Use the page below to start your shared list. Dream up all the possibilities you want to experience together and write them down. No dream is too big or too small- if it’s yours commit to it on paper.

This is a list that grows with you, so when you know you want to add something, simply write it down on your list, make it real in your mind, and then consider how to fulfill your dream today, tomorrow, or someday...your list is there when you’re ready. You can reorganize together it any time- I recommend you revisit it together every year.

Having a dream list helps you invest in making them come true. Keep it in a visible place to remind and motivate yourself to reach for your lifelong goals. Every day is a new opportunity.

Download the free worksheet below to help you create a relationship dream list at home.  If you'd like help strengthening your partnership please give me a call for couples coaching.  I'd love to help you!   


 couples coach | couples who start businesses | successful couples | couples who work together

Gina Senarighi has been supporting loving couples and healthy teams for nearly twenty years. As a former couples therapist turned retreat coach, workshop facilitator, and author she's transformed partnerships, leaders and communication strategy all over the world.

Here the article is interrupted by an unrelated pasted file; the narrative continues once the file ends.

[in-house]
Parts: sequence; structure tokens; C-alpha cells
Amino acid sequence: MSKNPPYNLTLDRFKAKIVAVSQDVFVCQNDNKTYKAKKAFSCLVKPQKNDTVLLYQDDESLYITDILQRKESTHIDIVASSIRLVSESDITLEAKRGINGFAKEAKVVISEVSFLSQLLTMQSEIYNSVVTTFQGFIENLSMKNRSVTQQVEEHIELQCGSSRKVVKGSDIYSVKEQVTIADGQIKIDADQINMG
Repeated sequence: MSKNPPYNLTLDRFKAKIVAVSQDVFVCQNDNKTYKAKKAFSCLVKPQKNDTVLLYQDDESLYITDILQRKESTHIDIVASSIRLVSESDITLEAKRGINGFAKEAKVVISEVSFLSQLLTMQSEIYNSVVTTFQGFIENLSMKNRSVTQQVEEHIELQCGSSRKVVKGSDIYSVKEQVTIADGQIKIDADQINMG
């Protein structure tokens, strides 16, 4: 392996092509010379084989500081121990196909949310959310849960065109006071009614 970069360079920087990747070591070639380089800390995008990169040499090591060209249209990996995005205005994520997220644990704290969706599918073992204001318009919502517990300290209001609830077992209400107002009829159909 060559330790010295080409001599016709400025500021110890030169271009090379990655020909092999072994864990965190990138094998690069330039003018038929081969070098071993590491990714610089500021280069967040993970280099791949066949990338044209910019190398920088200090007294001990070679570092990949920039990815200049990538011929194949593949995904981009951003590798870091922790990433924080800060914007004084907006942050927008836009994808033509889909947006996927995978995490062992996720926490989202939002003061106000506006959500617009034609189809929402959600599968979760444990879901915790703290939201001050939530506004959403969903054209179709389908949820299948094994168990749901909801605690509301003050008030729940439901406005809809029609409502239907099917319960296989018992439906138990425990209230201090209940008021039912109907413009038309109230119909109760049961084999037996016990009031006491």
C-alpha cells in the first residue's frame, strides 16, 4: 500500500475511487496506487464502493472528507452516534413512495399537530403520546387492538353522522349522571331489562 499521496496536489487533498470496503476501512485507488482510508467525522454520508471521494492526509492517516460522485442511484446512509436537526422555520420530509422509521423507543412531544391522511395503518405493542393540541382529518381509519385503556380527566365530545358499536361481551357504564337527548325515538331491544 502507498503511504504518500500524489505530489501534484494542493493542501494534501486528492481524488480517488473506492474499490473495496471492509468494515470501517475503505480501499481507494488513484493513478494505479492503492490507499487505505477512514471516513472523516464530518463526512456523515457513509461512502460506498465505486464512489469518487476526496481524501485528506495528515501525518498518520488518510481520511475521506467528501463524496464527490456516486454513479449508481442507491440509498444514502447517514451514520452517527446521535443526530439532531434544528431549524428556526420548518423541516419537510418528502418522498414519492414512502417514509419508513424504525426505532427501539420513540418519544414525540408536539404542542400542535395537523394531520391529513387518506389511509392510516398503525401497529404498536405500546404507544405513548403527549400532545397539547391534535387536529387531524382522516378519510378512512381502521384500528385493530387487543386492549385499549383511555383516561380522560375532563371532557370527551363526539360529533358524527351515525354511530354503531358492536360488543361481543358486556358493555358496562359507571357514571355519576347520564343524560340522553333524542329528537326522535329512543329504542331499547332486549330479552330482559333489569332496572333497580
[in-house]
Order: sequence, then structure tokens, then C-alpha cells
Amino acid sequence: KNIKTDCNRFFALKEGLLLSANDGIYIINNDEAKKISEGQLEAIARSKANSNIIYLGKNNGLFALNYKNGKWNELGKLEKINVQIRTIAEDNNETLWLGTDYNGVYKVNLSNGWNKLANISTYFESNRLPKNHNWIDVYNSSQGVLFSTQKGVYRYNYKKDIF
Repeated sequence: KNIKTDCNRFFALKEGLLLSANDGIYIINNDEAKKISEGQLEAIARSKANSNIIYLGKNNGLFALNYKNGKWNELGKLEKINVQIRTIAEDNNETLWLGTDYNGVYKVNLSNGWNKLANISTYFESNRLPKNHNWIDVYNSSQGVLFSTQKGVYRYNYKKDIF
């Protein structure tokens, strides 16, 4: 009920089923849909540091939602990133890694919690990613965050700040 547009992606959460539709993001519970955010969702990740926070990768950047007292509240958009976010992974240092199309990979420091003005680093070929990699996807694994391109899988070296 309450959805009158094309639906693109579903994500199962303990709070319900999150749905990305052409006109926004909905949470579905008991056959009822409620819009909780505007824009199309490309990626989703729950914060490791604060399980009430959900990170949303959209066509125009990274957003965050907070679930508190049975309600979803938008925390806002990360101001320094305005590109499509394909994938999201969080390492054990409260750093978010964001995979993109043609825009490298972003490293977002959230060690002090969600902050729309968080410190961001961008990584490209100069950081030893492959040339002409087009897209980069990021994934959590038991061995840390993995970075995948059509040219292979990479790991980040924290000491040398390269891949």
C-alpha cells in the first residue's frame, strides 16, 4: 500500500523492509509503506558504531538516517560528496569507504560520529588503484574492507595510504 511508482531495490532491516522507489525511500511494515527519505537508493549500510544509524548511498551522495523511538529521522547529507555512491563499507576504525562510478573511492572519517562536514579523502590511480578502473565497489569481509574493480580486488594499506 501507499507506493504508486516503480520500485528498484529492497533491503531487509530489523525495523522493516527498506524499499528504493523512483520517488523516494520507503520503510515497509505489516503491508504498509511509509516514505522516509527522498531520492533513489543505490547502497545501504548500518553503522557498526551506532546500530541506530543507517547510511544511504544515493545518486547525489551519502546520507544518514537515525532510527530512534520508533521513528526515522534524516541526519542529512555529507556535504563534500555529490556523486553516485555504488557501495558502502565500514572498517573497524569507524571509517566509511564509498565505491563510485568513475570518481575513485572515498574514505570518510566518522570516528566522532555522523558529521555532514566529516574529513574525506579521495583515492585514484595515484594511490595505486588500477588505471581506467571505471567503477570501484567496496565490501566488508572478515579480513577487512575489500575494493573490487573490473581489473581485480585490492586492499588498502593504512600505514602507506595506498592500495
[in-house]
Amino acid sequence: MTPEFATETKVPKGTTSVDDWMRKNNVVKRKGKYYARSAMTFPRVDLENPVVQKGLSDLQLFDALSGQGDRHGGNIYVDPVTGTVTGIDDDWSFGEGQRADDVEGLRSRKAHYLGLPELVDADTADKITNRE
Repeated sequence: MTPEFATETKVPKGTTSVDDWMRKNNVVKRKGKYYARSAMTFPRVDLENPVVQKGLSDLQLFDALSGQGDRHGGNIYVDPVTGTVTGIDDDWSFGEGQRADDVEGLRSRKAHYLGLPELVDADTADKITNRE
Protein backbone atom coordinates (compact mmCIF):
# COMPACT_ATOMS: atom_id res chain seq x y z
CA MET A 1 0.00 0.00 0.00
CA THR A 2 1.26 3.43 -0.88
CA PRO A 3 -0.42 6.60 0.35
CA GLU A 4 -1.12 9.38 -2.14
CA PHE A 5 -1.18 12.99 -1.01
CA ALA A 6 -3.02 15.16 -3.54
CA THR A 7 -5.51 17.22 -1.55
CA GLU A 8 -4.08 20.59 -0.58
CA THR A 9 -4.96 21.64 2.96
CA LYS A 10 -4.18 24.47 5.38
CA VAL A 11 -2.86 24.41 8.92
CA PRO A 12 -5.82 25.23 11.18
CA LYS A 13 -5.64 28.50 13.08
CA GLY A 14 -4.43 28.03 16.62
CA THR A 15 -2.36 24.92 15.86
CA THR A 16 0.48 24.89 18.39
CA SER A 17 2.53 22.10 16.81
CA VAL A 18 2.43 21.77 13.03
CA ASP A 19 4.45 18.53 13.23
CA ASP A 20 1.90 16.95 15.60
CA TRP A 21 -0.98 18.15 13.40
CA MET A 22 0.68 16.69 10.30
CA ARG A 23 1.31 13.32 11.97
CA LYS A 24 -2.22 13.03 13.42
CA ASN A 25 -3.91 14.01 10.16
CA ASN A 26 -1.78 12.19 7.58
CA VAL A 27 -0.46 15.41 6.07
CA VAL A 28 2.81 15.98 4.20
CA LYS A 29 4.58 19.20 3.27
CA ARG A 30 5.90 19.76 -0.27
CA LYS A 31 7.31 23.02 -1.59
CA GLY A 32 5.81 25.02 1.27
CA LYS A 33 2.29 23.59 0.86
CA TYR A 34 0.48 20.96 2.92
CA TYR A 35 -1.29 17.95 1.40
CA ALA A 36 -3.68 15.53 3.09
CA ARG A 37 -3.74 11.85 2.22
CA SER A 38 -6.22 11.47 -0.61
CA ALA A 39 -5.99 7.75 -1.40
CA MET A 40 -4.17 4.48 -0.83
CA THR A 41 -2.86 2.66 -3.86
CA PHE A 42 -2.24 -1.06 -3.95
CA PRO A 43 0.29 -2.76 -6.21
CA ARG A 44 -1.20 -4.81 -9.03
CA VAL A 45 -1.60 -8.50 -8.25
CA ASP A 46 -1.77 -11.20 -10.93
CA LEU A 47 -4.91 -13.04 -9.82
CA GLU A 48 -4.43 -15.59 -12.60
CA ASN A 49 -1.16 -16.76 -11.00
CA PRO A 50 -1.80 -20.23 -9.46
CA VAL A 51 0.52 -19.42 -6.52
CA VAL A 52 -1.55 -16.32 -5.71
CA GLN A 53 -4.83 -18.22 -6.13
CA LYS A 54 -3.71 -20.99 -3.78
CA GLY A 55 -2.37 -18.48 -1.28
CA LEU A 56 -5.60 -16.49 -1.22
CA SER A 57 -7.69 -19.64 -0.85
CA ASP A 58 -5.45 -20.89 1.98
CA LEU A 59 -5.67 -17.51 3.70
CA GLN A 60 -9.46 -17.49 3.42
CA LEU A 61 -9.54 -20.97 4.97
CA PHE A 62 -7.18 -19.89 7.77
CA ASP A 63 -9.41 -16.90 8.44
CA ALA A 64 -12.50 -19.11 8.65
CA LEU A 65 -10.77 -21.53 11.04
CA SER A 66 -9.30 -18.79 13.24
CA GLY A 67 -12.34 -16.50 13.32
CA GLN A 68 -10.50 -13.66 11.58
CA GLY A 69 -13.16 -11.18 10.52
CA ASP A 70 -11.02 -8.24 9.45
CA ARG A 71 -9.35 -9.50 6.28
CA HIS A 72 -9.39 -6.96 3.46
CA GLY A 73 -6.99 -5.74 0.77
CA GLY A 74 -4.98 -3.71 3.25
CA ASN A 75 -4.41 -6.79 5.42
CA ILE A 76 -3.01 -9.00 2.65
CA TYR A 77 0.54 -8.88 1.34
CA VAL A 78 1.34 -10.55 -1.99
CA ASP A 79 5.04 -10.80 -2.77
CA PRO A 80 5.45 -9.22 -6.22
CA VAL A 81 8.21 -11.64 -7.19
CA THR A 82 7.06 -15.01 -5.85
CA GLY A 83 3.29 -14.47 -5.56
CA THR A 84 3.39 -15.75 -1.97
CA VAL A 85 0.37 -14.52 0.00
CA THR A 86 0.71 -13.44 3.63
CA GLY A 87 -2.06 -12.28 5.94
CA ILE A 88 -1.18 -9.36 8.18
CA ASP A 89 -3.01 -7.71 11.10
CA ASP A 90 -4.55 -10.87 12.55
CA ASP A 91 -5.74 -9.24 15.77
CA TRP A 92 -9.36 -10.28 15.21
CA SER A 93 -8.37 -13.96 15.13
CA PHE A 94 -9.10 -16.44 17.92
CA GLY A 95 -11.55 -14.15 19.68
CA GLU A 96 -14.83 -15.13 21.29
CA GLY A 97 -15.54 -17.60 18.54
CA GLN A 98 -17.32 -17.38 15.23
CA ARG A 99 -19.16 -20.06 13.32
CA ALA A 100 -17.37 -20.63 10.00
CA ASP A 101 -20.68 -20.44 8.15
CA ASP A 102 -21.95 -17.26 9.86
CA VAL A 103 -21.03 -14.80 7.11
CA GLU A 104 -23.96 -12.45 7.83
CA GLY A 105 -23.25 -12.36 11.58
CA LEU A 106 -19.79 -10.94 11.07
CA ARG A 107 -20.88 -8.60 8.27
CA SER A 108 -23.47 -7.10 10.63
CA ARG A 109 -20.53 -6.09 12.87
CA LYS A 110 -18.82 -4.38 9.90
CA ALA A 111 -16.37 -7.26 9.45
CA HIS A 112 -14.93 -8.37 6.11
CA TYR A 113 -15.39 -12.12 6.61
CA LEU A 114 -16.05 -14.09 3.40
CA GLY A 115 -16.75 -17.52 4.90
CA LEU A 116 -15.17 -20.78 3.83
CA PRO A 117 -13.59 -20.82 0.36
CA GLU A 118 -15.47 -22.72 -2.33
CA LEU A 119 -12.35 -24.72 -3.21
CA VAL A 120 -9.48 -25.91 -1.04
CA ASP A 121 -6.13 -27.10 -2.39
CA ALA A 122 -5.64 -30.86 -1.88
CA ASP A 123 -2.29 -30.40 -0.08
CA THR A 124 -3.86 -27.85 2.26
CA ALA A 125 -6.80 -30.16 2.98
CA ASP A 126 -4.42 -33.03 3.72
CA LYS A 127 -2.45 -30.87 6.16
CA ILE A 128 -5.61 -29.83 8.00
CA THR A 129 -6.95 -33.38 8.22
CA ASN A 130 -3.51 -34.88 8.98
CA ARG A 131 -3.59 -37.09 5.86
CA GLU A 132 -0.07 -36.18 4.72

Her uniquely non-judgmental, inclusive approach to couples work puts even the most concerned participants at ease.  She's not your average sit-and-nod supporter- she'll hold hope even when it's hard and always help you grow. 

Call for a consultation to see how she can help you deepen connection, communicate effectively, and passionately reignite your relationship.

Stop Making Things Worse in Conflict

Okay, no one likes being stuck in negative conflicts with someone you love.  For too many couples, cyclical stuck arguments are all too familiar.